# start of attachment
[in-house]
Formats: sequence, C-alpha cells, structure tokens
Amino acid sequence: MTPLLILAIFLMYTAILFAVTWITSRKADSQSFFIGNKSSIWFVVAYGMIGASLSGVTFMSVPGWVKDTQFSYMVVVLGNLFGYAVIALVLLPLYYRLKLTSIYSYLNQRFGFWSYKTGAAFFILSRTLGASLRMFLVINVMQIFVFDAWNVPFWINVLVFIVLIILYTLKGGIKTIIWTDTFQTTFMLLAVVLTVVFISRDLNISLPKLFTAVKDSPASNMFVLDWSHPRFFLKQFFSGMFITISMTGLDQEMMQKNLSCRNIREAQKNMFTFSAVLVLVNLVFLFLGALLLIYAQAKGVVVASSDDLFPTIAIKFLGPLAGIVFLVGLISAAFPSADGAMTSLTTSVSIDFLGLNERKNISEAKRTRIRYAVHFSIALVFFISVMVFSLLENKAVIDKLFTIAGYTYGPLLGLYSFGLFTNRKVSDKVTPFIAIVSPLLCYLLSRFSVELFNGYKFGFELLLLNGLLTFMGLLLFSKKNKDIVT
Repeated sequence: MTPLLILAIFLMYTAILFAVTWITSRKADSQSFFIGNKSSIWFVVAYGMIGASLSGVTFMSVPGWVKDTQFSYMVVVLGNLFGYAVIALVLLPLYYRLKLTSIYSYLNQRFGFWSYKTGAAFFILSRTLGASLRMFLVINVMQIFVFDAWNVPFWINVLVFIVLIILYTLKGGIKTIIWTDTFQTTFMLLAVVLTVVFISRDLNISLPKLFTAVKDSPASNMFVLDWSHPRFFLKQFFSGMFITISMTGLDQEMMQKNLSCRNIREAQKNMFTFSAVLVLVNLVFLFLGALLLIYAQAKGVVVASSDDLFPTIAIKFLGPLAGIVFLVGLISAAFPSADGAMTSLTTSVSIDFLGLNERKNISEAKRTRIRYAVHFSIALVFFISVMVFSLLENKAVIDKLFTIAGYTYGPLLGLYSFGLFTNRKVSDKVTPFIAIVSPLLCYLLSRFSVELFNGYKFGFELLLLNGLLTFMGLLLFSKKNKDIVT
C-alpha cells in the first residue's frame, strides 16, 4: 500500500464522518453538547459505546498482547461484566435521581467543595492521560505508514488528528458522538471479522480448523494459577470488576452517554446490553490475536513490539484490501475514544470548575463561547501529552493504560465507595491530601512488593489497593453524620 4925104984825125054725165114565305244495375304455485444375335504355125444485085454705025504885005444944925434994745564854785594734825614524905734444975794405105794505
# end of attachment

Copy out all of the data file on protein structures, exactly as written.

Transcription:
[in-house]
Formats: sequence, C-alpha cells, structure tokens
Amino acid sequence: MTPLLILAIFLMYTAILFAVTWITSRKADSQSFFIGNKSSIWFVVAYGMIGASLSGVTFMSVPGWVKDTQFSYMVVVLGNLFGYAVIALVLLPLYYRLKLTSIYSYLNQRFGFWSYKTGAAFFILSRTLGASLRMFLVINVMQIFVFDAWNVPFWINVLVFIVLIILYTLKGGIKTIIWTDTFQTTFMLLAVVLTVVFISRDLNISLPKLFTAVKDSPASNMFVLDWSHPRFFLKQFFSGMFITISMTGLDQEMMQKNLSCRNIREAQKNMFTFSAVLVLVNLVFLFLGALLLIYAQAKGVVVASSDDLFPTIAIKFLGPLAGIVFLVGLISAAFPSADGAMTSLTTSVSIDFLGLNERKNISEAKRTRIRYAVHFSIALVFFISVMVFSLLENKAVIDKLFTIAGYTYGPLLGLYSFGLFTNRKVSDKVTPFIAIVSPLLCYLLSRFSVELFNGYKFGFELLLLNGLLTFMGLLLFSKKNKDIVT
Repeated sequence: MTPLLILAIFLMYTAILFAVTWITSRKADSQSFFIGNKSSIWFVVAYGMIGASLSGVTFMSVPGWVKDTQFSYMVVVLGNLFGYAVIALVLLPLYYRLKLTSIYSYLNQRFGFWSYKTGAAFFILSRTLGASLRMFLVINVMQIFVFDAWNVPFWINVLVFIVLIILYTLKGGIKTIIWTDTFQTTFMLLAVVLTVVFISRDLNISLPKLFTAVKDSPASNMFVLDWSHPRFFLKQFFSGMFITISMTGLDQEMMQKNLSCRNIREAQKNMFTFSAVLVLVNLVFLFLGALLLIYAQAKGVVVASSDDLFPTIAIKFLGPLAGIVFLVGLISAAFPSADGAMTSLTTSVSIDFLGLNERKNISEAKRTRIRYAVHFSIALVFFISVMVFSLLENKAVIDKLFTIAGYTYGPLLGLYSFGLFTNRKVSDKVTPFIAIVSPLLCYLLSRFSVELFNGYKFGFELLLLNGLLTFMGLLLFSKKNKDIVT
C-alpha cells in the first residue's frame, strides 16, 4: 500500500464522518453538547459505546498482547461484566435521581467543595492521560505508514488528528458522538471479522480448523494459577470488576452517554446490553490475536513490539484490501475514544470548575463561547501529552493504560465507595491530601512488593489497593453524620 4925104984825125054725165114565305244495375304455485444375335504355125444485085454705025504885005444944925434994745564854785594734825614524905734444975794405105794505